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NYK recycles its first vessel in Bangladesh following HKC certification.
By Sea and Coast | 14/03/2023
The inaugural direct sale of a ship from shipping operator NYK to PHP Ship Recycling in Chattogram, the industry is celebrating a milestone after years of stress on the shipbreaking business, particularly in growing nations like Bangladesh. The ship's beaching late last week was a significant development given that it came and over three years after the shipyard became the initial in the nation to receive certification and under financial pressure on the sector.
The dismal track record of Asian scrapyards in general, and Bangladeshi scrapyards in particular, has drawn the ire of watchdog organisations. They highlight the absence of worker protection, the poor safety records, and the yard pollution.
In an effort to address this, PHP Ship Recycling signed the Hong Kong Convention (HKC), which the IMO approved in 2009. The yard became the first acknowledged sustainable green vessel recycling in Bangladesh when it received a statement of approval from ClassNK in January 2020. I've been able to get my hands on a couple of the books I've been wanting to read for a while.
"This feat is no small accomplishment. The facility's concrete flooring and slipway were built, the best equipment was purchased, and intense employee training was undertaken over the course of 12 years, according to Mohammed Zahirul Islam, executive director of PHP. "To date, $11 million has been invested on all of this."
Almost 500,000 square feet of the yard are located at the Bay of Bengal's border. They claim to have a 160,000 MT LDT yearly recycling capability.
Before deciding to agree to sell any vessels for recycling, NYK emphasises that it also sent out an investigation committee to the shipyard to certify it. They claimed that their environmental, safety, occupational safety, and human rights-focused criteria are more stringent than those set forth in the Hong Kong Convention. In addition to thirty in India, three in China, and one in Turkey, PHP became the first yard to receive a NYK certification in Bangladesh.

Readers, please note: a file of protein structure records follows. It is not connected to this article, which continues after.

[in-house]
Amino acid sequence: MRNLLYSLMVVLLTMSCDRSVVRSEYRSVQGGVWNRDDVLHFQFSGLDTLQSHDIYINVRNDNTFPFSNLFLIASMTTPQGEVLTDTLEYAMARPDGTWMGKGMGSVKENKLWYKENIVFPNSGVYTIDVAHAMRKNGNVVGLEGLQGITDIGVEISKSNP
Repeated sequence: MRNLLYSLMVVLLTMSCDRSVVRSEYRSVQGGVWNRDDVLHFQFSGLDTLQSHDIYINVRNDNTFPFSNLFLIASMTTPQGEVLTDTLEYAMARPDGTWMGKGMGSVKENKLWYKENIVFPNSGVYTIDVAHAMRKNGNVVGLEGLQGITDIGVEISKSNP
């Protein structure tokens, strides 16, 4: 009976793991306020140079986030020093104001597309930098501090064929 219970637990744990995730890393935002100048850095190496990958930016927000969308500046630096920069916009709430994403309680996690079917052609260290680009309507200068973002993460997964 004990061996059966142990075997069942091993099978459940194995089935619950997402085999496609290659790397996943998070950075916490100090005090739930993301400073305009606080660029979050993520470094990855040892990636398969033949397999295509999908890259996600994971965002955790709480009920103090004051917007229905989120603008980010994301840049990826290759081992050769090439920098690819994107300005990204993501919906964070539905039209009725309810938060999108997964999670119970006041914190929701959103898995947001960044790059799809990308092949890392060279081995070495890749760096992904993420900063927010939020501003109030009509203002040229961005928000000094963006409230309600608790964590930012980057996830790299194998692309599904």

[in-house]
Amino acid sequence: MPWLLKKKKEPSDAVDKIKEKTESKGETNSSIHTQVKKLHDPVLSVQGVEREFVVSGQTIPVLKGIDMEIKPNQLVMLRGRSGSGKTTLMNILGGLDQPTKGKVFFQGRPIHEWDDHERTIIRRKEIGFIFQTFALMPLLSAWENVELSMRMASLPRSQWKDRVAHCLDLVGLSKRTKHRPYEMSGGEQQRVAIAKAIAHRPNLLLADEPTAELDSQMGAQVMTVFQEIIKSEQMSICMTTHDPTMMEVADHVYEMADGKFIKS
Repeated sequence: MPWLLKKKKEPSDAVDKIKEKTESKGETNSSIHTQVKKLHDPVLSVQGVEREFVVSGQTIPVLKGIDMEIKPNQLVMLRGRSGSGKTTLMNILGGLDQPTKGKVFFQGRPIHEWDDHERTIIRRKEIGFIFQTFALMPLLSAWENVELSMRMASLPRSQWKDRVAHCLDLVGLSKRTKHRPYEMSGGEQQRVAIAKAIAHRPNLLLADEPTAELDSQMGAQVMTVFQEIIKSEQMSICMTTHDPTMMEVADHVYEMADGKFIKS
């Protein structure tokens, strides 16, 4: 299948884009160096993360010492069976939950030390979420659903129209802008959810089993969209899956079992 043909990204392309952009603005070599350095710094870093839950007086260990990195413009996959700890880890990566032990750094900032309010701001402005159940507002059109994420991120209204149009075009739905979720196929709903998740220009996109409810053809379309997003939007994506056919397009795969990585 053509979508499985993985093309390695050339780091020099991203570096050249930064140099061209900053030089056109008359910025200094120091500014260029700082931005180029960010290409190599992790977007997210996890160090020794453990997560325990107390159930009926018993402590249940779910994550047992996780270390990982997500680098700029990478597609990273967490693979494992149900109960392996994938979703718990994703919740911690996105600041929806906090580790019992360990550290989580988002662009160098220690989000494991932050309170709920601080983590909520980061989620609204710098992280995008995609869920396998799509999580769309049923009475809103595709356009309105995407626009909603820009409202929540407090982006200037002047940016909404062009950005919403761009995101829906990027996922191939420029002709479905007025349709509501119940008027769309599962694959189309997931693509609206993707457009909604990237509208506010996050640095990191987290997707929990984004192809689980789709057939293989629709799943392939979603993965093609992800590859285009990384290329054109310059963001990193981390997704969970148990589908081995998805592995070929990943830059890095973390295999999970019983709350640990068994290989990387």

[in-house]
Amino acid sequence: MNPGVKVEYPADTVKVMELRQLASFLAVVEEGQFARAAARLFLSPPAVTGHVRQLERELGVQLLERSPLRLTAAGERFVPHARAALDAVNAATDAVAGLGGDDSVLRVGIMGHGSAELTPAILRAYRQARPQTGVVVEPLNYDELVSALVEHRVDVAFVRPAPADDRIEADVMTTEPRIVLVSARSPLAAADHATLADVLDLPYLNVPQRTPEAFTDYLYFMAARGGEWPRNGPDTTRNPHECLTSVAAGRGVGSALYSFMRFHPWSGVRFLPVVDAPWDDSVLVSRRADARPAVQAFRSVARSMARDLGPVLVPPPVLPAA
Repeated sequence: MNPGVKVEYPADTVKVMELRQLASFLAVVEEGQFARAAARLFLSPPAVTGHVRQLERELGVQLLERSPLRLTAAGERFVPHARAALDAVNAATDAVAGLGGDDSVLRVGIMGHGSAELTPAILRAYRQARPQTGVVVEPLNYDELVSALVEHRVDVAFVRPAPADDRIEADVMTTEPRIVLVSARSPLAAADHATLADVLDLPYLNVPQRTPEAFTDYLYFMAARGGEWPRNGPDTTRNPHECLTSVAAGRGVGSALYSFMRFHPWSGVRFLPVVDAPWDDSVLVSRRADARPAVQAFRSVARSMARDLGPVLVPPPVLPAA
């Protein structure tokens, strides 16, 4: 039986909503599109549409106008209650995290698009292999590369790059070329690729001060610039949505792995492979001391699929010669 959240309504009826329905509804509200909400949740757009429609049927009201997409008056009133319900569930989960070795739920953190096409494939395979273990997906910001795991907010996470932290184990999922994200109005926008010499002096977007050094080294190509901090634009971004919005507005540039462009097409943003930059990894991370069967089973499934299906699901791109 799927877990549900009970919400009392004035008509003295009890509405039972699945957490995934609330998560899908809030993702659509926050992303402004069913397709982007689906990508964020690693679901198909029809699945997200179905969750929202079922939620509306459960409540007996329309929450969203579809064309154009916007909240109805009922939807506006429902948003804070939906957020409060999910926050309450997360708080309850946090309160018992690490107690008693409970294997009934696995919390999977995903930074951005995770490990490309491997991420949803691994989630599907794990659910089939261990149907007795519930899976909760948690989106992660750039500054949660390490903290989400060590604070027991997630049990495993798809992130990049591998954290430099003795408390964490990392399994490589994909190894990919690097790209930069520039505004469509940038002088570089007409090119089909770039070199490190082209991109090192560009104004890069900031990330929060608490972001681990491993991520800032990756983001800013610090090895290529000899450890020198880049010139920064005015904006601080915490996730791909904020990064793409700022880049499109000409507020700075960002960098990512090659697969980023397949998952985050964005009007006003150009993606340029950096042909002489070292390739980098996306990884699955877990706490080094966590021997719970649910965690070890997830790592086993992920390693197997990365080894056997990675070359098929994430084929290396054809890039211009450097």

NYK provided PHP with the general cargo ship Kamo (9,433 dwt) for recycling. The warship, which was constructed in 1998, made its two-week journey from Ras Laffan, Qatar, to the yard in Chattogram. She washed up on the beach on March 9, but according to the shipyard and NYK, a supervisor will stay on site to monitor the recycling procedure and make sure it is carried out in accordance with the rules.
Given the burden on Bangladesh's shipbreaking yards, this is particularly important for the sector there. According to reports, up to 80% of the shipyards have collapsed in the last three years. They have faced pressure from cheap costs and financial difficulties brought on by the country's fragile economy, in associated with environmental considerations.
A second yard adopted PHP's strategy and just last week revealed that it had been acknowledged by ClassNK as being in accordance with the Hong Kong norm in light of the possibilities from obtaining green certification. The yard at Shitalpur, Sitakunda, was able to complete the required employee training thanks to GMS, the largest cash purchaser for ships, and GMS's Resilient Ship & Offshore Recycling Program. The programme provided technical support and direction to S.N. Corporation employees throughout the certification phase to ensure an aided end-to-end solution for viable ship recycling. The yard also had the facilities and necessary concrete slipway to stop contamination from spreading during recycling.
The businesses are emphasising these successes as they strive to up their recycling game in view of the likelihood that more vessels will be retired due to the new environmental regulations.